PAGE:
KUALA LUMPUR— Commercial banks in the country will have to alert the central bank if they receive minimum deposits of RM25,000 and onwards starting January 1 next year.
Bank Negara Malaysia (BNM) governor Datuk Nor Shamsiah Mohd Yunus said today that the move to halve the current deposits threshold is part of the central bank’s efforts to curb money laundering and a black economy.
Malaysia ranks 10th in the list of illicit money outflows and money laundering offences in the world, and it currently has among the highest mandatory cash deposit threshold, higher than the United States’ US$10,000 (RM41,000).
“When we compare Malaysia with other countries, our current threshold is too high and disconnected from the size of our economy, especially relative to our purchasing power.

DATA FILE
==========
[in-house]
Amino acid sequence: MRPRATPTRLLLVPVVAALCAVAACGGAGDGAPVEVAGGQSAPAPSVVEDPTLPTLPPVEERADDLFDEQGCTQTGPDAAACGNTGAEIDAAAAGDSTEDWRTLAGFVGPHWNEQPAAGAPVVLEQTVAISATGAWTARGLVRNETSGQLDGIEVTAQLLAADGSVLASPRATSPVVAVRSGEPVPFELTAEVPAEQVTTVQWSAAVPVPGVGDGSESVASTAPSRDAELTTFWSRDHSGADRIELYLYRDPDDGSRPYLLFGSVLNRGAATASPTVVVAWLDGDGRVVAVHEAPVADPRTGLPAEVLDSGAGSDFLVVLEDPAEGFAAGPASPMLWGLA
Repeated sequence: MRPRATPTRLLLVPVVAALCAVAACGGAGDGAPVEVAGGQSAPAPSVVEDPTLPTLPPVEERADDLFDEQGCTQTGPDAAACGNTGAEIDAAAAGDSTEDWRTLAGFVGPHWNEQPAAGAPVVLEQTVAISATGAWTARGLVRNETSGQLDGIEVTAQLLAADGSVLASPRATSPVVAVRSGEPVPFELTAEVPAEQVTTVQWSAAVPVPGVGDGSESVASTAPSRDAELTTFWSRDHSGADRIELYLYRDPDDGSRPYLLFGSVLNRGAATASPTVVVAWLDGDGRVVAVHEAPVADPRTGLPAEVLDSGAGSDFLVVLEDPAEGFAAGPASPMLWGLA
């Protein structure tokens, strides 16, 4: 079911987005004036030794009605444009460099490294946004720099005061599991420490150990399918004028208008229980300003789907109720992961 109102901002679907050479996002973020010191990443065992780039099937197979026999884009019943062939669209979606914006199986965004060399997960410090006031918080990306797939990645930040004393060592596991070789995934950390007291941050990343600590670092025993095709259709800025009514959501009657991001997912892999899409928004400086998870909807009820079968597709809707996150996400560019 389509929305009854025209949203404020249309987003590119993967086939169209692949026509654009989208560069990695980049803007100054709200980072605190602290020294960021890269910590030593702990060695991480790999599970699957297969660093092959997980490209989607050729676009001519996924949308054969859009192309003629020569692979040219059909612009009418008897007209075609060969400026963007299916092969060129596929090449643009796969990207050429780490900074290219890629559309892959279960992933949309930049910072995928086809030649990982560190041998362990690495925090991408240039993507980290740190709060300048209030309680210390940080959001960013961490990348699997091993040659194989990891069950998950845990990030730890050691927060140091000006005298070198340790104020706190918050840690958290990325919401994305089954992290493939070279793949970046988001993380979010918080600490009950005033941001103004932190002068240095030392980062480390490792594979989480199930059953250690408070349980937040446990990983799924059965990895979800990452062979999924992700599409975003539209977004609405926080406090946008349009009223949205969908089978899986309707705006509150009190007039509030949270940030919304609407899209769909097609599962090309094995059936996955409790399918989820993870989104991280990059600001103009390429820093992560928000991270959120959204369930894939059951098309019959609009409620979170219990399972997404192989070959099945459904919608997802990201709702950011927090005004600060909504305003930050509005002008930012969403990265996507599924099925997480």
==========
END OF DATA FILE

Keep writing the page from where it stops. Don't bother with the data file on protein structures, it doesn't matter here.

“Hence, it needs to be updated. In this regard, we would like to announce that we will be lowering the daily cash threshold report to RM25,000 effective 1st January 2019.
Nor Shamsiah said the lowered threshold will bring Malaysia at par with other countries.
“We do not anticipate any impact in terms of economic activity but an increase in effectiveness in taming the black economy that is still heavily reliant on cash transactions,” she said.